How to Use Your Grinder Safely and Soundly

The advantages of using grinding wheels are widely known. However, when grinding wheels that spin at thousands of revolutions per minute (RPM) are damaged or misused, they can break into bullet-like fragments, leading to injury. Grinding safety is a ...

AWS Publications | September 1, 2021 | Processes
Welding Digest ►  How to Use Your Grinder Safely and Soundly

The advantages of using grinding wheels are widely known. However, when grinding wheels that spin at thousands of revolutions per minute (RPM) are damaged or misused, they can break into bullet-like fragments, leading to injury. Grinding safety is a vast subject, with seemingly limitless tips, but the following offers just a few key guidelines to keep top of mind.

Lead photo: When used correctly, grinding wheels can help you achieve weld preparation, cut-off, and surface finishing safely and effectively.


Use the Right Machine Guard

Wheel guards help protect the user from sparks and debris during grinding as well as from broken fragments if the grinding wheel fails. Protective guards are crucial in keeping grinding wheel mishaps from leading to personal injury (Figure 1). As a result, guards are required by the Occupational Safety and Health Administration (OSHA) and should always be used.

Fig.1-4Figure 1: An operator is shown using a grinding wheel guard that extends far enough to keep debris and sparks away from his fingers.


However, hazardous conditions can also be created by the ineffective use of guards. Guards that are cracked, deformed, bent, or severely worn must be replaced. Once a guard has been damaged, it may become ineffective in catching broken fragments if the grinding wheel breaks. If wheel breakage occurs, the guard must be inspected, and if there is any sign of damage, the guard must be replaced.

Machines with missing wheel guard fasteners also pose a safety risk. Sometimes during routine machine maintenance, the guard fasteners are damaged and not replaced when the machine is reassembled. During a wheel breakage, the missing fasteners may allow the guard to move, become unattached from the machine, or open. This improperly attached guard may become a new hazard, exposing the operator to injury by the guard or not containing the wheel fragments in the event of a wheel break.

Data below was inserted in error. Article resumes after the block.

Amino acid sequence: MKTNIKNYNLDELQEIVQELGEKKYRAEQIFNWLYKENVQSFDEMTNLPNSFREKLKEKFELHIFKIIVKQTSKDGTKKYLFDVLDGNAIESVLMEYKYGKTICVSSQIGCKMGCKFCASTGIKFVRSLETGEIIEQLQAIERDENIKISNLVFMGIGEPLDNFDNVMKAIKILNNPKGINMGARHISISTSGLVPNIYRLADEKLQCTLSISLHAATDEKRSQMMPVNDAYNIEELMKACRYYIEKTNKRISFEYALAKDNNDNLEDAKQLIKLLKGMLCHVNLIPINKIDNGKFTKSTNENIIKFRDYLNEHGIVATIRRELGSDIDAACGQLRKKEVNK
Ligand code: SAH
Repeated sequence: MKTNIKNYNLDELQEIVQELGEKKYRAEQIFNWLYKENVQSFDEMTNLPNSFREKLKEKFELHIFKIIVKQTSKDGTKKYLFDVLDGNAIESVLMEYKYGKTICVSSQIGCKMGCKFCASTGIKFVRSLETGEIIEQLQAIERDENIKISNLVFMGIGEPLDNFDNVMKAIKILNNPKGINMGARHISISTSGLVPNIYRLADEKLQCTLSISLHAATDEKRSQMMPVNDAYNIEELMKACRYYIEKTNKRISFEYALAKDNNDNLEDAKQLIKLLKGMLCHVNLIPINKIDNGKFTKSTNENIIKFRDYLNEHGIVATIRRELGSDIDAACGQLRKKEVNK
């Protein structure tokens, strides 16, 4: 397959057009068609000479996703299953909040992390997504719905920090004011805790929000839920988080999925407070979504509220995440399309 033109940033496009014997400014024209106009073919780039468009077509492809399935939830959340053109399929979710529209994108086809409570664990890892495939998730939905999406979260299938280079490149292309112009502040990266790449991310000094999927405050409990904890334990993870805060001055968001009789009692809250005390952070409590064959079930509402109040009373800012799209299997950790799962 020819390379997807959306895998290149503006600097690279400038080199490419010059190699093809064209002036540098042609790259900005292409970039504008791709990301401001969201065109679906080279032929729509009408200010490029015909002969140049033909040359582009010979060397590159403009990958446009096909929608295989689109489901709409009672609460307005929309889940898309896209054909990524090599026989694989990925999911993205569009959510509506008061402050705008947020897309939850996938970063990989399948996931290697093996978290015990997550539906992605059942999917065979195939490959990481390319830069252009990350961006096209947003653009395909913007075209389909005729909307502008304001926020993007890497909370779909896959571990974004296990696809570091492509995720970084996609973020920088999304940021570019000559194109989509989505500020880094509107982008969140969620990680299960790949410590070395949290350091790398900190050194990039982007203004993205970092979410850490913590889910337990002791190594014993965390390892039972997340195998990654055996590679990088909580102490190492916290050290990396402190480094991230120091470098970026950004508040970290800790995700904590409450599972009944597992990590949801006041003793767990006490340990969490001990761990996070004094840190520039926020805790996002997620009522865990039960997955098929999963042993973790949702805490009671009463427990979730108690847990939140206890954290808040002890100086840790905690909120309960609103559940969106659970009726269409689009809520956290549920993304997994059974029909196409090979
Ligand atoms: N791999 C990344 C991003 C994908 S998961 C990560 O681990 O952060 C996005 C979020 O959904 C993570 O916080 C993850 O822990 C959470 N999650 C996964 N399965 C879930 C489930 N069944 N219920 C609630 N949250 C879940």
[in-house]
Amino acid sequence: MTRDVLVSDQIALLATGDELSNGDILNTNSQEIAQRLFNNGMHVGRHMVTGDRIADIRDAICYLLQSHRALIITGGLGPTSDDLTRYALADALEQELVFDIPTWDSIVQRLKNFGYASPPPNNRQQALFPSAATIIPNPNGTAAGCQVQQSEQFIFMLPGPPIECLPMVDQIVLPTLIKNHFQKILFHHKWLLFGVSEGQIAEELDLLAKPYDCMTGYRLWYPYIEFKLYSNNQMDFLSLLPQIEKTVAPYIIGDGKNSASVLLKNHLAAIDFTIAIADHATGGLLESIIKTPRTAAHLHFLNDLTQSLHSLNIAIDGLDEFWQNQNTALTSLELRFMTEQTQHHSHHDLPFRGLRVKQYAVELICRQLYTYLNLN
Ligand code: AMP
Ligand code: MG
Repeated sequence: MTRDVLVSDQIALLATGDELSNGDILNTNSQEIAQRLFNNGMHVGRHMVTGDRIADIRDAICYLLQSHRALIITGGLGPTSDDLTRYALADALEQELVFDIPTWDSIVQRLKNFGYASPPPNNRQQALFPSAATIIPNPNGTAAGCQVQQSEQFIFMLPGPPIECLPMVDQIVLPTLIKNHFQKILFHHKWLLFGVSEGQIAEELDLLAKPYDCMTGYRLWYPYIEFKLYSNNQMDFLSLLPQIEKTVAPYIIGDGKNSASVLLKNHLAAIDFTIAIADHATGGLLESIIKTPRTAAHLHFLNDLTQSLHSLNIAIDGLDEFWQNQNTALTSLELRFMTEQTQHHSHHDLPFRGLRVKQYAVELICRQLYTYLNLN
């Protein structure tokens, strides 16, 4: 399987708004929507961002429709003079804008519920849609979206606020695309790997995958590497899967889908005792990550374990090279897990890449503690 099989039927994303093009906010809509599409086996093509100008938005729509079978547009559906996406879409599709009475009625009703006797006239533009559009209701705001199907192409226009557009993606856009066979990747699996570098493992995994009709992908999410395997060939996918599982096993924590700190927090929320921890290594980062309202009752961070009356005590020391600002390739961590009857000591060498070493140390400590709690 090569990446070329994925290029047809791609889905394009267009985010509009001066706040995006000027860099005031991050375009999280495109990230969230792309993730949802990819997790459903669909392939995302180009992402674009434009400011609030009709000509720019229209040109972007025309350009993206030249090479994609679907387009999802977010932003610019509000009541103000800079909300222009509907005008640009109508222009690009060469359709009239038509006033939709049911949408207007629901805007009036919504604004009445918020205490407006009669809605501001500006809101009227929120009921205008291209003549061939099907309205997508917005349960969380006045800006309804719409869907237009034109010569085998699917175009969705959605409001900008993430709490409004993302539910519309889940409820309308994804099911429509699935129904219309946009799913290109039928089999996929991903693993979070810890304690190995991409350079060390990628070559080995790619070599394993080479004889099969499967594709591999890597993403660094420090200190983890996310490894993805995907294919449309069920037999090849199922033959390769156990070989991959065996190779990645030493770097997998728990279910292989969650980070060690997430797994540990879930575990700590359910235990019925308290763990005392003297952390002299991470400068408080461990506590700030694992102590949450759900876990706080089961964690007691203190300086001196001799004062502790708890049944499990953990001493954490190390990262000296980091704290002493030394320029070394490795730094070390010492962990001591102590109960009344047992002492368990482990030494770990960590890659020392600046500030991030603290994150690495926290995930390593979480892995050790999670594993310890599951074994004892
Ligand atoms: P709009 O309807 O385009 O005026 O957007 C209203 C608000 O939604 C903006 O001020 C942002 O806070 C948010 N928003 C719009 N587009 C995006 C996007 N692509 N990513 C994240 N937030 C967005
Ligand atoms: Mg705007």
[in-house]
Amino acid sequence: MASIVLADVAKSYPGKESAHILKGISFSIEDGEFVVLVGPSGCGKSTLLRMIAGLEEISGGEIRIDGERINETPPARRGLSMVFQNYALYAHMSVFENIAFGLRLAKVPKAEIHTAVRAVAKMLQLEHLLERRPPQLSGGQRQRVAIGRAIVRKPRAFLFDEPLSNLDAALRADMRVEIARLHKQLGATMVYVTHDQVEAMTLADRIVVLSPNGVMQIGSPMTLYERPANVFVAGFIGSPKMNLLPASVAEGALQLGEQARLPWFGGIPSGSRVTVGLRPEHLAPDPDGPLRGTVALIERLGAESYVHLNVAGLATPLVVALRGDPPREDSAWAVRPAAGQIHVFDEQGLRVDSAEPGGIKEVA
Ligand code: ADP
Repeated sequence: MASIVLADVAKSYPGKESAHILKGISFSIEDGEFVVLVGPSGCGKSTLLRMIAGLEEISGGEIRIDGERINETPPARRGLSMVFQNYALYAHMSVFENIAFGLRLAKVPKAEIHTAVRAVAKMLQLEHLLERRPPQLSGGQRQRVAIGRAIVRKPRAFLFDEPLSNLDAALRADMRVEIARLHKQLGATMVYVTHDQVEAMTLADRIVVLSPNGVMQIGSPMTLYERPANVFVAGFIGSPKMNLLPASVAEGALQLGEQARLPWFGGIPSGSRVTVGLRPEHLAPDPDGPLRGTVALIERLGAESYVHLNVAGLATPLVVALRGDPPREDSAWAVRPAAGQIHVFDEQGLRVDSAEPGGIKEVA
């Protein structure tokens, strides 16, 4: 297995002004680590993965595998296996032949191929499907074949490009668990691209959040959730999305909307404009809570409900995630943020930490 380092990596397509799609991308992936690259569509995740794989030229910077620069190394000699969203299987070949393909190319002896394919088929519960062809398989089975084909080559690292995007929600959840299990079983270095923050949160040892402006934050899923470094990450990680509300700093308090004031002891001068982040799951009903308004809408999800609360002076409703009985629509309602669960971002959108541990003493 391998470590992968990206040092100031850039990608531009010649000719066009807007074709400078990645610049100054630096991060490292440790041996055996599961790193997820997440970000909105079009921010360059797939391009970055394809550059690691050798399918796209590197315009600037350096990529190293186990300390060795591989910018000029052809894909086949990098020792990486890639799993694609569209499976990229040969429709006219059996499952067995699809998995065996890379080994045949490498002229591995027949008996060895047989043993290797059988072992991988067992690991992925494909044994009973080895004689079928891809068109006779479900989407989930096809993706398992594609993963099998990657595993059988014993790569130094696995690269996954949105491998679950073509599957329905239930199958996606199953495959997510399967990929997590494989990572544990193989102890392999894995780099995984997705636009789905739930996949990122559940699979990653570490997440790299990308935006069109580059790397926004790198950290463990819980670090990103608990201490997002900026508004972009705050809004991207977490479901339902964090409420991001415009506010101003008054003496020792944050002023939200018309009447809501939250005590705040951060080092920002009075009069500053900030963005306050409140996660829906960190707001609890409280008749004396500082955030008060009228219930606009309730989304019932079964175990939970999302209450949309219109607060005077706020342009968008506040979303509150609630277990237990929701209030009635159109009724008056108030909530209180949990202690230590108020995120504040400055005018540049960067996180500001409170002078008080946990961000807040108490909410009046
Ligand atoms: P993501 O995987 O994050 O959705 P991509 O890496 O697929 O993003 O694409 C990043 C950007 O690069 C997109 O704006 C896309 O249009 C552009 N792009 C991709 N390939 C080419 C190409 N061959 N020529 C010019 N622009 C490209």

The operator should always use the guard that is recommended for the machine and its operation. A guard made of tin, cloth, wood, or other materials not designed to contain wheel fragments may fail when struck by a wheel fragment.

The illustration in Figure 2 provides more information on the proper use of guards.


Figure 2: These icons are designed to show the proper use of wheels and guards on a grinder.


Utilize Personal Protective Equipment (PPE)

In addition to following best practices for grinding tools, it is vital to protect the body using the approved PPE (Figure 3).

Fig.3-3Figure 3:  An operator wears flame-resistant clothing, eye and face protection, gloves, and ear plugs during grinding.


To protect against airborne sparks and metal chips, a face shield should be worn along with safety glasses that have a strap to prevent slippage. The operator should ensure that both the safety glasses and face shield fit well and won’t fall off or move around during grinding applications.

Wearing flame-resistant clothing and gloves to protect against burns and cuts is equally important. Gloves also absorb some of the vibration during grinding, which helps minimize operator fatigue.

Other PPE that should be worn includes ear and respiratory protection. Wearing ear plugs or muffs is beneficial in preventing hearing loss caused by noisy grinding operations. To protect lungs, at minimum, a dust mask should be worn, and some jobs will require that a respirator be used for even greater protection. Safety data sheets for both the material and abrasive wheel being used should be reviewed to determine the optimal respiratory PPE.


Choose the Correct Wheel for the Job